Resale for Life

 In Feature, Style

Inside the world of Womens Closet Exchange and the women who call it home.


When you've made your living scouting high-end designer pieces for resale for the past 25 years—like the three fashionistas behind the locally-owned Women’s Closet Exchange—you’re bound to have an incredible story or two. In the case of founder and owner Sue McCarthy and her daughters Diana Ford and Laura Maurice, the shopping tales they’ve gathered throughout WCE’s 25-year history add up to more than a few—and it’s these very tales, they say, that make all of the hard work more than worth it.

“A lady called me from Paris and wanted me to come and [shop] her closet,” McCarthy recalls. “I said, ‘I can’t really make the trip for one, but if you can find a friend’…she got me two other closets—one in Paris and one in Leon. It’s a dirty job, but somebody has to do it.”

Ford continues down the endless list. “Stylists will come to us and say, ‘I have a client who’s going to the Grammys, and this is her height, her shoe size and she’s looking for something long and flowy.’ So we put her in a gorgeous Badgley Mischka.”

Maurice brings it full circle with her description of a recent closet the women shopped while at New York Spring Fashion Week. “We just did a closet that had a staircase with a red carpet in it!”

They have extraordinary memories, no doubt, but the women are quick to point out that the everyday happenings at WCE are just as important-and oftentimes just as memorable. I always tell everyone, ‘It’s like Christmas every day—you never know what or who is coming in,'” Maurice explains.

McCarthy launched WCE in St. Louis 25 years ago with the goal of making designer fashions available and affordable to everyone. From humble beginnings in the original 400-square-foot shop to the now 4,000-square-foot space in Sunset Hills, WCE has become a nationally recognized designer resale destination, offering everything from Louis Vuitton and Manolo Blahnik to Chanel and Marc Jacobs for resale at a third to sometimes even half of the original cost. McCarthy is the brains of the operation—the big ideas generator—who is still very much ingrained in the buying and selling process, and whose experience has earned her the title of vice president of the National Association of Resale Professionals. Her oldest daughter, Ford, handles all marketing strategy and events related to WCE and its sister shops, Clique (a teen resale shop) and the Purple Cow (a children’s and maternity resale outlet). The youngest, Maurice, executes on all social media—also claiming the title of “label genius” for her knowledge of obscure, high-end designers.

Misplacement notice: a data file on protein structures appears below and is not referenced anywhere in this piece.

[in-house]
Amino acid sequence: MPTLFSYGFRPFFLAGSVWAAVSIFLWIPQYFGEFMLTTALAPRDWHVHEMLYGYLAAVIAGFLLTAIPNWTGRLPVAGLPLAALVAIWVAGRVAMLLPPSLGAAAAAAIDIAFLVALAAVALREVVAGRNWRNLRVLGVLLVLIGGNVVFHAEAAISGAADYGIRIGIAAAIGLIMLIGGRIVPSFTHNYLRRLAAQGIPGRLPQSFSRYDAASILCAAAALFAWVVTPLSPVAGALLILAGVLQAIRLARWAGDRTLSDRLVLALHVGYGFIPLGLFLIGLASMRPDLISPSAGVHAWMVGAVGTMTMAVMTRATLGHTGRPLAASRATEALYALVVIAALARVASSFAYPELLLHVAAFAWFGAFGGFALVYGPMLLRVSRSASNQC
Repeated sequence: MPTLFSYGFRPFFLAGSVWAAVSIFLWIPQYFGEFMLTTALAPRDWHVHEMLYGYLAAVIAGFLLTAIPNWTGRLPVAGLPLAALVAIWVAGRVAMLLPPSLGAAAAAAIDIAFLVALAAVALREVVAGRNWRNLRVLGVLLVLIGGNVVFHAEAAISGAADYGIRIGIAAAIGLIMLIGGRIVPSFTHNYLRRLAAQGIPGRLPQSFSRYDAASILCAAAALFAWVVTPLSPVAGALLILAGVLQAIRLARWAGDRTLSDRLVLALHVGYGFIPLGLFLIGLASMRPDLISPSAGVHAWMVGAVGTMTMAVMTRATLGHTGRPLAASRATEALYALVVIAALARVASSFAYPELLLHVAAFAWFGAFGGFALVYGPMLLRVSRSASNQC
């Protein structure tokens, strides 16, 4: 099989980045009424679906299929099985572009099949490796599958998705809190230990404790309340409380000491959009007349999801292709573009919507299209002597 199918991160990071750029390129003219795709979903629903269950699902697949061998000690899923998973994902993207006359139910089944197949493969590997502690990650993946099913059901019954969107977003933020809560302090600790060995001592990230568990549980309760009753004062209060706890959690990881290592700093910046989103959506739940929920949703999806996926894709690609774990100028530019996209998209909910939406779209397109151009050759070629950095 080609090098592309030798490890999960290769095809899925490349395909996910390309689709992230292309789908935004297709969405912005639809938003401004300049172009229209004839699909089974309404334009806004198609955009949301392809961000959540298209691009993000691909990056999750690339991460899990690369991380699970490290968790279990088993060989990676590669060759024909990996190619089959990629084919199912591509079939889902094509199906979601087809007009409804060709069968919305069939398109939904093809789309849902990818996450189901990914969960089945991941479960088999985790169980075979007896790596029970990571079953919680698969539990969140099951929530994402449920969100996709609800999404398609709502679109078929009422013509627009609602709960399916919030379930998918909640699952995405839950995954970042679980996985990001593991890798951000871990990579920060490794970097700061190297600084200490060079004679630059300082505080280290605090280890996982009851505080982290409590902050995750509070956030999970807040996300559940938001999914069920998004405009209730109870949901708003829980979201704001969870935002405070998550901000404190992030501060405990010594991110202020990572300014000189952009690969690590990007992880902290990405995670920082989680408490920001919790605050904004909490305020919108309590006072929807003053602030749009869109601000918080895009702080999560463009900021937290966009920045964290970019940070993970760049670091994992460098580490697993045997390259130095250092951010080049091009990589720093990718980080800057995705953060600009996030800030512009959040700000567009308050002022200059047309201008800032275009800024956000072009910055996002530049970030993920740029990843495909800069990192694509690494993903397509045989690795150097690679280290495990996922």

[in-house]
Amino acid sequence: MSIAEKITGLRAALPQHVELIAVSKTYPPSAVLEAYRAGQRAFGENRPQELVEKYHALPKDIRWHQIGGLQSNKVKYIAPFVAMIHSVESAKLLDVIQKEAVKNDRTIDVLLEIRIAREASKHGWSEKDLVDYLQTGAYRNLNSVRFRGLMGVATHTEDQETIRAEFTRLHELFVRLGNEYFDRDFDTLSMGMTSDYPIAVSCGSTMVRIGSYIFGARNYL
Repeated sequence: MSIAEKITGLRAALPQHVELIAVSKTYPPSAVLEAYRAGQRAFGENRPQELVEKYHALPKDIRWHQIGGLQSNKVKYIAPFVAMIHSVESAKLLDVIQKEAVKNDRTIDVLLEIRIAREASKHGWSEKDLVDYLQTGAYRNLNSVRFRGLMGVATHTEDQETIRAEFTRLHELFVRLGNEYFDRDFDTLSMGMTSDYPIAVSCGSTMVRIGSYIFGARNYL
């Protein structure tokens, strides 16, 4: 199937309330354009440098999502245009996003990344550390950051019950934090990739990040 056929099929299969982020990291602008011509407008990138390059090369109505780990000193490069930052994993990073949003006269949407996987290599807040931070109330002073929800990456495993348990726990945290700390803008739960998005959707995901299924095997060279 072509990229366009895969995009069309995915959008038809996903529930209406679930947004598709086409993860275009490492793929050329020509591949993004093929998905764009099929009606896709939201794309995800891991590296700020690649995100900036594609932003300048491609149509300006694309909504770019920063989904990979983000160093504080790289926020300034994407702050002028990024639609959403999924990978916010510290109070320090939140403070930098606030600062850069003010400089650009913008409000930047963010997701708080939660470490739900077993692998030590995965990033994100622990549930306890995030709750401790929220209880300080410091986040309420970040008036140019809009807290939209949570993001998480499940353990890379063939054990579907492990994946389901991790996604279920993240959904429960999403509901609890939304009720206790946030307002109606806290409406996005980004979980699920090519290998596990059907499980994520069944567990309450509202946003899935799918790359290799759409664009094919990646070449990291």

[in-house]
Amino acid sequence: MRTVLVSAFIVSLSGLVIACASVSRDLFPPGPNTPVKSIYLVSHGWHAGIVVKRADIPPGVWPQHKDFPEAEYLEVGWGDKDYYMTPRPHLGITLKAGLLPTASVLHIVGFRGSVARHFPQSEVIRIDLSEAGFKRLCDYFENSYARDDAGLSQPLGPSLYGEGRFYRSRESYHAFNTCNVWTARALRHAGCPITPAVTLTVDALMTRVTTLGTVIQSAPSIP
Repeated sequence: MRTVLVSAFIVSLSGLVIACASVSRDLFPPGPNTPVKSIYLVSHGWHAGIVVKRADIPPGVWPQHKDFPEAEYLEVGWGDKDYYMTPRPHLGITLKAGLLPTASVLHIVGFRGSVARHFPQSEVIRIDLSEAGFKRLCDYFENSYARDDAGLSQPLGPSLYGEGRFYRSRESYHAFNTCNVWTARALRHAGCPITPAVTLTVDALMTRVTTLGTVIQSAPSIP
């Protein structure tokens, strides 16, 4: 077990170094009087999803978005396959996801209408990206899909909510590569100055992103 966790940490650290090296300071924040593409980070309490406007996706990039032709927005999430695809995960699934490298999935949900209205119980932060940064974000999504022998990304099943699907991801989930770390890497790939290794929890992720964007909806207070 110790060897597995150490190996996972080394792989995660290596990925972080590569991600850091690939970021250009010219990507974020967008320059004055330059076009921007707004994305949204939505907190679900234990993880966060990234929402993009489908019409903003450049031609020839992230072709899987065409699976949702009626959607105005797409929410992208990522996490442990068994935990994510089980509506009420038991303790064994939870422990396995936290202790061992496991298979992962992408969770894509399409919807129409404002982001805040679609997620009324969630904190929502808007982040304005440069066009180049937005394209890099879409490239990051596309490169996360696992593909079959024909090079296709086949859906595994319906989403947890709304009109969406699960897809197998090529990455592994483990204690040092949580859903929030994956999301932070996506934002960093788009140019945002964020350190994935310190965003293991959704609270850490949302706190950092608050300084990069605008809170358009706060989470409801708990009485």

WCE’s buyers typically see more than 1,000 items per day, and they usually take on 400-600 of those items for resale purposes (once they’ve gone through a rigorous authentication process), so the inventory is constantly evolving. The business model is based strictly on buyouts of designer merchandise in excellent condition that was purchased in the last three years, so patrons don’t have to worry about consignment timeframes or whether their items will sell before getting paid. Ninety percent of the business is based on shoppers who bring items in for resale. The other 10 percent is the result of shopping the high-end closets of socialites in St. Louis and beyond. Yet, fabulous finds are seen every day from the walk-in clientele.

“A lady came in and sold us two Chanel handbags and walked out with one for herself [at a fraction of the original cost],” Ford recalls. “She said, ‘I’ll never go back to Chanel and buy a handbag again.' She has been a faithful, loyal customer ever since. Our clients don’t necessarily need to shop here, but there’s something about the hunt and getting a deal that I think women really love.”

It’s this passion for the hunt that has kept McCarthy and her daughters so close over the years—but that’s not to say there isn’t occasional drama, given the family dynamics of the business. “

We have disagreements—there are three completely different personalities running a business—plus, we’re family…But we always have the closet. When somebody has a problem, I take them in the closet and we hash it out and then it’s over…There are families that have disagreements and they never speak again. That’s not us. We do everything together.”

Hair by Todd Wenick; Makeup by Kim Stuart.



Women’s Closet Exchange


Photo credit: Attilio D’Agostino

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